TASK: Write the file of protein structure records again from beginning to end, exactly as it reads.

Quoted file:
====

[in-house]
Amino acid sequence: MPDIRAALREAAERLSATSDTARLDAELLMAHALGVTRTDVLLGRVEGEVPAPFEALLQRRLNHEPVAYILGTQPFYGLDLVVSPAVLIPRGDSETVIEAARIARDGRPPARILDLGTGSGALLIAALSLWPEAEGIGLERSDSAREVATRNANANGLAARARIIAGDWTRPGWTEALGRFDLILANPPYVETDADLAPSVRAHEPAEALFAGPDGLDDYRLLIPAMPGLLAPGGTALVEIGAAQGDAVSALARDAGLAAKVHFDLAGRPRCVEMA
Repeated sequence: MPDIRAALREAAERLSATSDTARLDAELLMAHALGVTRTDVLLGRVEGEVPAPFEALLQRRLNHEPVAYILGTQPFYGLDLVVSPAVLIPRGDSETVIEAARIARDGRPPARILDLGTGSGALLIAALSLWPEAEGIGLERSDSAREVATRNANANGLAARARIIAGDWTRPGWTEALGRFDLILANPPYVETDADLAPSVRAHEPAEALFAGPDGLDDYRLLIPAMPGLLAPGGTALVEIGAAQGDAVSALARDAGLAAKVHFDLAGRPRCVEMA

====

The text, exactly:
[in-house]
Amino acid sequence: MPDIRAALREAAERLSATSDTARLDAELLMAHALGVTRTDVLLGRVEGEVPAPFEALLQRRLNHEPVAYILGTQPFYGLDLVVSPAVLIPRGDSETVIEAARIARDGRPPARILDLGTGSGALLIAALSLWPEAEGIGLERSDSAREVATRNANANGLAARARIIAGDWTRPGWTEALGRFDLILANPPYVETDADLAPSVRAHEPAEALFAGPDGLDDYRLLIPAMPGLLAPGGTALVEIGAAQGDAVSALARDAGLAAKVHFDLAGRPRCVEMA
Repeated sequence: MPDIRAALREAAERLSATSDTARLDAELLMAHALGVTRTDVLLGRVEGEVPAPFEALLQRRLNHEPVAYILGTQPFYGLDLVVSPAVLIPRGDSETVIEAARIARDGRPPARILDLGTGSGALLIAALSLWPEAEGIGLERSDSAREVATRNANANGLAARARIIAGDWTRPGWTEALGRFDLILANPPYVETDADLAPSVRAHEPAEALFAGPDGLDDYRLLIPAMPGLLAPGGTALVEIGAAQGDAVSALARDAGLAAKVHFDLAGRPRCVEMA